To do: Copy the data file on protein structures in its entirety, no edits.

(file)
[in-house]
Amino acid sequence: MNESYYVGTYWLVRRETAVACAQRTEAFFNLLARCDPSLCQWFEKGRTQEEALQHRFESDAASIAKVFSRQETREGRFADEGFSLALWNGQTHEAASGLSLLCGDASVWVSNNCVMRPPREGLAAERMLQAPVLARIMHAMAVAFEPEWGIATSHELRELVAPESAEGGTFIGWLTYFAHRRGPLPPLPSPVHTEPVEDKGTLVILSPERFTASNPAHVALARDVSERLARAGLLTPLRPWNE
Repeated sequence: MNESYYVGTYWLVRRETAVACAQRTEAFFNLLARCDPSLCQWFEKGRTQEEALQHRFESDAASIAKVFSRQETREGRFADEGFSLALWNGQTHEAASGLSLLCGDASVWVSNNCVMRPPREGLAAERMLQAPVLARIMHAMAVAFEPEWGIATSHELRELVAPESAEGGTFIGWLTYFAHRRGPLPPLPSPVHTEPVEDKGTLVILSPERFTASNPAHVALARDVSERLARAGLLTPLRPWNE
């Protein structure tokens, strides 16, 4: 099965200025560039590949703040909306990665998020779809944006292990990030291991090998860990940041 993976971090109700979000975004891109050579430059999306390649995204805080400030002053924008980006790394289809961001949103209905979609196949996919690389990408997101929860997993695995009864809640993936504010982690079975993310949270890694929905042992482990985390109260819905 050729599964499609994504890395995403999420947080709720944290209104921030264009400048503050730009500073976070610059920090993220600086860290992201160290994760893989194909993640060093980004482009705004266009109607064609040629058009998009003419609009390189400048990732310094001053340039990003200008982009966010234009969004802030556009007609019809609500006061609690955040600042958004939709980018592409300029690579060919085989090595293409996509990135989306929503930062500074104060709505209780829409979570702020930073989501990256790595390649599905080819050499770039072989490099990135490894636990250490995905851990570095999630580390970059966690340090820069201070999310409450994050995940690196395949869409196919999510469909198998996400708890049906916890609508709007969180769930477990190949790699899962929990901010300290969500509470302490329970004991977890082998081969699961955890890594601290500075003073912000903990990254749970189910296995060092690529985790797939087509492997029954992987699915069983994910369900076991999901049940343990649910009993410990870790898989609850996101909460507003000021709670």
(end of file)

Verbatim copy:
[in-house]
Amino acid sequence: MNESYYVGTYWLVRRETAVACAQRTEAFFNLLARCDPSLCQWFEKGRTQEEALQHRFESDAASIAKVFSRQETREGRFADEGFSLALWNGQTHEAASGLSLLCGDASVWVSNNCVMRPPREGLAAERMLQAPVLARIMHAMAVAFEPEWGIATSHELRELVAPESAEGGTFIGWLTYFAHRRGPLPPLPSPVHTEPVEDKGTLVILSPERFTASNPAHVALARDVSERLARAGLLTPLRPWNE
Repeated sequence: MNESYYVGTYWLVRRETAVACAQRTEAFFNLLARCDPSLCQWFEKGRTQEEALQHRFESDAASIAKVFSRQETREGRFADEGFSLALWNGQTHEAASGLSLLCGDASVWVSNNCVMRPPREGLAAERMLQAPVLARIMHAMAVAFEPEWGIATSHELRELVAPESAEGGTFIGWLTYFAHRRGPLPPLPSPVHTEPVEDKGTLVILSPERFTASNPAHVALARDVSERLARAGLLTPLRPWNE
């Protein structure tokens, strides 16, 4: 099965200025560039590949703040909306990665998020779809944006292990990030291991090998860990940041 993976971090109700979000975004891109050579430059999306390649995204805080400030002053924008980006790394289809961001949103209905979609196949996919690389990408997101929860997993695995009864809640993936504010982690079975993310949270890694929905042992482990985390109260819905 050729599964499609994504890395995403999420947080709720944290209104921030264009400048503050730009500073976070610059920090993220600086860290992201160290994760893989194909993640060093980004482009705004266009109607064609040629058009998009003419609009390189400048990732310094001053340039990003200008982009966010234009969004802030556009007609019809609500006061609690955040600042958004939709980018592409300029690579060919085989090595293409996509990135989306929503930062500074104060709505209780829409979570702020930073989501990256790595390649599905080819050499770039072989490099990135490894636990250490995905851990570095999630580390970059966690340090820069201070999310409450994050995940690196395949869409196919999510469909198998996400708890049906916890609508709007969180769930477990190949790699899962929990901010300290969500509470302490329970004991977890082998081969699961955890890594601290500075003073912000903990990254749970189910296995060092690529985790797939087509492997029954992987699915069983994910369900076991999901049940343990649910009993410990870790898989609850996101909460507003000021709670």